World Water Day Update

Posted March 22, 2023

Cincinnati Zoo’s Elephants Will Walk on Water in New Elephant Trek Habitat

Million-gallon capacity stormwater tanks under habitat part of Zoo’s NetZero plan

Today, on World Water Day, Cincinnati Zoo & Botanical Garden is celebrating the progress it has made toward reaching its goal to be NetZero by 2025. The million-gallon capacity stormwater tanks being installed under the ground where its elephants will be roaming next year will provide the water that will be used in Elephant Trek and in other habitats on the 80-acre campus.

Photos | Video (ET construction and interview)

“We started on this journey more than a decade ago when we installed 400,000-gallon capacity tanks under the Africa habitat,” said Cincinnati Zoo’s vice president of facilities and sustainability Mark Fisher.  “We collect rainwater, clean it, and use it for streams, waterfalls, pools, and other water elements in that part of the Zoo. We placed additional tanks under Roo Valley, which opened in 2020, that provide water for that habitat.”

When the new tanks are up and running, 98% of the Zoo’s non-potable water needs will be met using collected rainwater! Storing and reusing rainwater has helped the Zoo save more than $10 million on its water bill over the years and has also kept water and sewer overflow out of neighbors’ basements. The Zoo has saved more than 2 BILLION gallons of water since it began efforts to reduce water use in 2006.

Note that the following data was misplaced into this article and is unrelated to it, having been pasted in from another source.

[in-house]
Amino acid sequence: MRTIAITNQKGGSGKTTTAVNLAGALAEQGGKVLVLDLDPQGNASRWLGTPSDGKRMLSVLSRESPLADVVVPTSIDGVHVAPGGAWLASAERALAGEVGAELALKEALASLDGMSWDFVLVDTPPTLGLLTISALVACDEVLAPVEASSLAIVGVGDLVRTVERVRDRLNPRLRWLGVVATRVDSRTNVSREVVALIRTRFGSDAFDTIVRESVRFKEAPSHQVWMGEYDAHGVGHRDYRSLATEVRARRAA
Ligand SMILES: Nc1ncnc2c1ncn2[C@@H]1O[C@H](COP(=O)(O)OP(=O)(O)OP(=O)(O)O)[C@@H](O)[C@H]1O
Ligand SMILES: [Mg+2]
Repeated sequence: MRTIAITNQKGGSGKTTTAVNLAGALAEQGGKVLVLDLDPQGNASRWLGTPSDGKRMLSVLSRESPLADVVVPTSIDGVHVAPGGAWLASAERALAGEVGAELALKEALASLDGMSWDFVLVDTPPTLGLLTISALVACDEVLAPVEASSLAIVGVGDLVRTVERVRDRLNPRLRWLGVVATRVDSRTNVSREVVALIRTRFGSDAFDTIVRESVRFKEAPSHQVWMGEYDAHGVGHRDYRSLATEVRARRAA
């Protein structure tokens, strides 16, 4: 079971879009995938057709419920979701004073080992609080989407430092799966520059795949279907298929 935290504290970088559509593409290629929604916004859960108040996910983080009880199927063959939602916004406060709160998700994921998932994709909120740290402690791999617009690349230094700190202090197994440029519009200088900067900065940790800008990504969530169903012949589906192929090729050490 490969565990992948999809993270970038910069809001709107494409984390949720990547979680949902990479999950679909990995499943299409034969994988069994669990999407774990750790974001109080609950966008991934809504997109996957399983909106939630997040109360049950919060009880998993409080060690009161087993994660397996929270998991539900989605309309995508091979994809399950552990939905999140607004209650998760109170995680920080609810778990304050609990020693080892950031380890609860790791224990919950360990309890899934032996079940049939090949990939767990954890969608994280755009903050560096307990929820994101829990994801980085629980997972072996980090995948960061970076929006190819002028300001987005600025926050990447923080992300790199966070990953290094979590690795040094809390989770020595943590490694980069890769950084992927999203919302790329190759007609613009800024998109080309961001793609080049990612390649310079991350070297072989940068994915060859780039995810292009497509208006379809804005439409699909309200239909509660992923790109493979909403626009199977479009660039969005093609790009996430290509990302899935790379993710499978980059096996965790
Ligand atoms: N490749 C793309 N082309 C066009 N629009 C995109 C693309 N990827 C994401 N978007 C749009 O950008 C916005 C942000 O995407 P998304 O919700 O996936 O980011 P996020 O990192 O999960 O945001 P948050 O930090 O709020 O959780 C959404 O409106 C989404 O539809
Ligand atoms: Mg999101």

Water covers two-thirds of the Earth’s surface, but only a tiny percentage of it is available as clean, fresh water. The Greenest Zoo in America® continues to seek new ways to use less of this precious natural resource as it pursues the goal to be Net Zero by 2025.

“We are fortunate to have plenty of this precious resource,” said Cincinnati Zoo director Thane Maynard. “Our friends and conservation partners in the south rift valley area of Kenya are experiencing the worst drought in history, and the river that provides vital water for people and wildlife there has run dry.  The Zoo is collecting funds to provide relief and asking you to give if you are able.”